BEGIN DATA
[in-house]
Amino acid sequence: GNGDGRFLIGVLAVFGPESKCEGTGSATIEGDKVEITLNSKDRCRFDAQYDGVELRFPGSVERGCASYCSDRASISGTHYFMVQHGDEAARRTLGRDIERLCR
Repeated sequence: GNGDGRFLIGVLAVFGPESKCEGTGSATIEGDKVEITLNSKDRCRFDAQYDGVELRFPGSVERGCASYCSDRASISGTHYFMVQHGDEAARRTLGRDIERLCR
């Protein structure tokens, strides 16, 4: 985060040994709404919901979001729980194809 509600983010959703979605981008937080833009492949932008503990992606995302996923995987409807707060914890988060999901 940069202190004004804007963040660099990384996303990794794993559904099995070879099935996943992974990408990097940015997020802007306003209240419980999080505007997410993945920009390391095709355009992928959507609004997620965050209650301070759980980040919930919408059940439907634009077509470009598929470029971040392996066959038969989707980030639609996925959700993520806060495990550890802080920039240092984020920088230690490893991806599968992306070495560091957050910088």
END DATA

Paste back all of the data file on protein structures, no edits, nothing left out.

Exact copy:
[in-house]
Amino acid sequence: GNGDGRFLIGVLAVFGPESKCEGTGSATIEGDKVEITLNSKDRCRFDAQYDGVELRFPGSVERGCASYCSDRASISGTHYFMVQHGDEAARRTLGRDIERLCR
Repeated sequence: GNGDGRFLIGVLAVFGPESKCEGTGSATIEGDKVEITLNSKDRCRFDAQYDGVELRFPGSVERGCASYCSDRASISGTHYFMVQHGDEAARRTLGRDIERLCR
């Protein structure tokens, strides 16, 4: 985060040994709404919901979001729980194809 509600983010959703979605981008937080833009492949932008503990992606995302996923995987409807707060914890988060999901 940069202190004004804007963040660099990384996303990794794993559904099995070879099935996943992974990408990097940015997020802007306003209240419980999080505007997410993945920009390391095709355009992928959507609004997620965050209650301070759980980040919930919408059940439907634009077509470009598929470029971040392996066959038969989707980030639609996925959700993520806060495990550890802080920039240092984020920088230690490893991806599968992306070495560091957050910088």